Ildulb mac Causantín
Indulf, or rather Ildulb mac Causantín, was an early King of Scotland, known then by the Gaelic name Alba, who reigned between 954 and 962. Malcom was the son of Constantine II (Causantín mac Áeda) and great-grandson of Kenneth MacAlpin (Cináed mac Ailpín), who according to the national myth, was the first King of Scotland. Indulf was a member Clann Áeda meic Cináeda branch of the House of Alpin. He succeeded the throne following the death of his cousin, Malcolm I.
According to the Chronicle of the Kings of Alba, during his reign ‘oppidum Eden’, usually identified as Edinburgh, was evacuated by the Northumbrians and abandoned to the Scots. This is usually read as an indication that Lothian, or some large part of it, was captured by Indulf. This is possible, although it may also be possible that Edinburgh lay within the control of the Kings of Alba long before this and that Indulf’s gains were part of a longer process of conquest.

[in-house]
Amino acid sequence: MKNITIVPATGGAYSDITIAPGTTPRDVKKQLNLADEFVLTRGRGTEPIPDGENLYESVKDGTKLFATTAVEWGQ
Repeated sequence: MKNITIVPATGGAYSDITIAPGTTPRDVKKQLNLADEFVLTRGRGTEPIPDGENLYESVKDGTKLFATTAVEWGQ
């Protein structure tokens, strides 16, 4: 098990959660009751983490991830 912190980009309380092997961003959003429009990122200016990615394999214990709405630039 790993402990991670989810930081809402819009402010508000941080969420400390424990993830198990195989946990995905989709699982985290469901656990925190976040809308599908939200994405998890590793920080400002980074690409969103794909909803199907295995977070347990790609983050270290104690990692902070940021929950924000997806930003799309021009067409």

He died in 962, with the Chronicle of the Kings of Alba stating that he fell while fighting Vikings near Cullen at the Battle of Bauds while the Prophecy of Berchán claims that he died where his father died, which is probably the céli dé monastery of St Andrews. He was buried on Iona and succeeded by his cousin Dub, the son of his predecessor Malcom I. He had three sons, Cuilén, and Amlaíb and Eochaid. Cuilén would be king between 966 and 971 and Amlaíb between 971 / 976 and 977.
This scene was built by Dan Harris as part of a series of models on the Kings and Queens of Scotland. Follow us on Facebook, Twitter and Instagram to see them first.
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